CONYERS — An election process delayed by a pandemic and employing new voting machines unfamiliar to many voters could have been fraught with problems, but Tuesday’s primary balloting went relatively smoothly in Rockdale and Newton counties.

Georgia Secretary of State Brad Raffensperger had cautioned Georgia voters on Monday to expect longer lines and wait times as poll workers implemented safety measures due to the COVID-19 pandemic.

Raffensperger also said voters might take a longer to cast ballots Tuesday while adapting to the state’s new voting machines, which involve touchscreens and scanners that record a paper print-out of a voter’s completed ballot. The machines were used in municipal elections last fall, but Tuesday marked the first time they have been used statewide.

Despite having waited about an hour Tuesday morning to vote at the Newton County Library, Covington resident Michael Jackson said overall he was pleased with the voting experience and the new voting machines. “It’s probably better than the old system,” he said.

Jo Newton, precinct manager at the St. Pius Precinct in Rockdale County, said there was a line of voters first thing Tuesday morning, but by noon voters were walking in with no waiting.

Newton said the precinct was operating 10 voting machines — about the same number they used under the old voting system.

“We’re really not having any issues,” she said, “and the few issues that we have had have been easily resolved.”

In an informal poll of voters on the Citizen Facebook pages, the majority of respondents gave the voting process a positive review.

“Voted at Conyers First United Methodist in Olde Town— it was quick, organized, and totally safe!!” wrote Rockdale resident Samantha Hudgens Swaney.

The number of in-person voters Tuesday was likely reduced by the volume of absentee and early in-person votes received by state elections officials. According to Raffensperger, as of Friday more than 1.2 million Georgians had voted by mail or in advance in-person voting.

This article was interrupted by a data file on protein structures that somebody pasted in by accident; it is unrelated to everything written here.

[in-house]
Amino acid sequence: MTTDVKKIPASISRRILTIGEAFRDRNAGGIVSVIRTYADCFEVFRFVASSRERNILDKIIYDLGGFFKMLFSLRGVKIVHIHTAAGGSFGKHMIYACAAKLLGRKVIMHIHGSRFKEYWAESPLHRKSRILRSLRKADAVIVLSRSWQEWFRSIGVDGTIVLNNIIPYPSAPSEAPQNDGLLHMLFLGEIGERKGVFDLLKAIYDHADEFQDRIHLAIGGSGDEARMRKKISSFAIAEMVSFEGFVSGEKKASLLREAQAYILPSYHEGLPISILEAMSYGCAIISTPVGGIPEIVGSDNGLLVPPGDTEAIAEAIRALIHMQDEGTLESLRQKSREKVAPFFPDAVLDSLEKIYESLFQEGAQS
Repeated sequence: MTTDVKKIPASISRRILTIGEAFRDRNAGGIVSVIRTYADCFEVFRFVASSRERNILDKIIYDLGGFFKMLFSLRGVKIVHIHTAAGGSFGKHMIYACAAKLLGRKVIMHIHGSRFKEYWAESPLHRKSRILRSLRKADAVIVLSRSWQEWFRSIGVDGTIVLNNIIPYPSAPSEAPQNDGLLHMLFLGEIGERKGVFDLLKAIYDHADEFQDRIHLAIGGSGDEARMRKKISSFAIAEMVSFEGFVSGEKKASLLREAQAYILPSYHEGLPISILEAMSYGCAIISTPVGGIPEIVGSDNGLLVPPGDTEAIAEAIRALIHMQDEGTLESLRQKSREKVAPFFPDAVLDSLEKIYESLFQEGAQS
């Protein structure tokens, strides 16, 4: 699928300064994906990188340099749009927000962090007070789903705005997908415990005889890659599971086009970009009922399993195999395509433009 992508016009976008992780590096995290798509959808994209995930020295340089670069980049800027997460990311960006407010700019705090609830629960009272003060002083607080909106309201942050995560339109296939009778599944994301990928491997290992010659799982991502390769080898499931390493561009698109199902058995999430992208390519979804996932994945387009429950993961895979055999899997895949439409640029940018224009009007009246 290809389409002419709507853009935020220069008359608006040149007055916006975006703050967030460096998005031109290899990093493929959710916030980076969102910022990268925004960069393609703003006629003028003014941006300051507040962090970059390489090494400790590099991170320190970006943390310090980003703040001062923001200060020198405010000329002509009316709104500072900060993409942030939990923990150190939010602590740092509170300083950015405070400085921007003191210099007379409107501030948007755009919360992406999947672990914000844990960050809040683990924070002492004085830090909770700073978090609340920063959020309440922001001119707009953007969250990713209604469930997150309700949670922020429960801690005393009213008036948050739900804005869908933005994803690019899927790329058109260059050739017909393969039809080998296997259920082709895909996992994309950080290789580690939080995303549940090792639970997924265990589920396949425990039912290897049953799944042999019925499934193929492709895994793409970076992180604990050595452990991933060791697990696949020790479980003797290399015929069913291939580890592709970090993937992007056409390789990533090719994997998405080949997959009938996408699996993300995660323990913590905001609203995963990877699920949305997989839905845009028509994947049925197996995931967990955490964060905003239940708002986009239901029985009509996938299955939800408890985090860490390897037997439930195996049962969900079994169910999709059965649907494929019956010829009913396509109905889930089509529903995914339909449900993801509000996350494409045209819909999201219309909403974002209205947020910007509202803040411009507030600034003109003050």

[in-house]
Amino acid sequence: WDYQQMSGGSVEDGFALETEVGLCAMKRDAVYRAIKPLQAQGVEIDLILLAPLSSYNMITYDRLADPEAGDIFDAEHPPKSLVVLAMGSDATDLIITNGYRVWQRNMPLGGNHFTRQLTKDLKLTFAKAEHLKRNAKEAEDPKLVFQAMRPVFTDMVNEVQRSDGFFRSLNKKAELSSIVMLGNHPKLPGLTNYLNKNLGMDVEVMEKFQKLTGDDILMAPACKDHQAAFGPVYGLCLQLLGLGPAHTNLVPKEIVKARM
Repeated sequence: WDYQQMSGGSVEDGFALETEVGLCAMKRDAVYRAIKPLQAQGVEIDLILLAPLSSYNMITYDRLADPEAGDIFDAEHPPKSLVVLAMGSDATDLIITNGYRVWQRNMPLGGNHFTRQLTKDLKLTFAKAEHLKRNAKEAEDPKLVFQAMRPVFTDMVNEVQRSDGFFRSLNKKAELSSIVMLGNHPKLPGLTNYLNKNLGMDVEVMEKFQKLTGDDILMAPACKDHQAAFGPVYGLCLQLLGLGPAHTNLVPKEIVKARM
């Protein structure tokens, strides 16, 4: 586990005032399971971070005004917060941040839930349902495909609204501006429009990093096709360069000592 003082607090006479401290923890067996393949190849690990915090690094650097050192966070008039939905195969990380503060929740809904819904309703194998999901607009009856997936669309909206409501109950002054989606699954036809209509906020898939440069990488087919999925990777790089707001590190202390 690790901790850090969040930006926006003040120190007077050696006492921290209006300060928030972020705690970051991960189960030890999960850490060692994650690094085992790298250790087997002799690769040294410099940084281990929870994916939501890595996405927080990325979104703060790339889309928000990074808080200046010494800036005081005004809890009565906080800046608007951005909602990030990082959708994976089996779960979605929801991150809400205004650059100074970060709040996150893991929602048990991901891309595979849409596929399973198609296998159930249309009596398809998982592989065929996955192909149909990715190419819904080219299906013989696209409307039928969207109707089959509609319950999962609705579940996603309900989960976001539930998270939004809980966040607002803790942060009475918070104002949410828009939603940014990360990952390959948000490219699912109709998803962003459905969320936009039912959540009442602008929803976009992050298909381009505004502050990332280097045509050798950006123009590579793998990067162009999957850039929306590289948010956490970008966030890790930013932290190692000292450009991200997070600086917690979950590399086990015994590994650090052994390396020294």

Angela Mantle, director of the Newton County Board of Elections & Registration, said her office mailed out 17,647 absentee ballots and received 12,923. Of that number, 7,189 were Democrat, 213 were nonpartisan and 5,521 were Republican.

Mantle said 3,461 advance in-person ballots were cast — 2,160 were Democrat, 27 were nonpartisan, and 1,274 were Republican.

Rockdale issued 14,167 mail absentee ballots, of which 9,219 were returned. Of that number, 6,407 were Democrat, 165 were nonpartisan and 2,647 were Republican.

During the early in-person voting period, 5,515 voters cast a ballot, with the majority of those — 4,665 — voting as Democrats.

With few local contested races on the Republican ballot, Rockdale Republican Party Second Vice Chairman Ken Holmes advised party members to request a Democrat ballot and “vote for who you think would be the best, most conservative candidate to fill the position.” Otherwise, Holmes wrote in a Monday email, “If you pull a Republican ballot your choices are extremely limited and your vote will have no impact in the county’s government.”

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I have been editor of the Rockdale Citizen since 1996 and editor of the Newton Citizen since it began publication in 2004. I am also currently executive editor of the Clayton News Daily, Henry Daily Herald and Jackson Progress-Argus.

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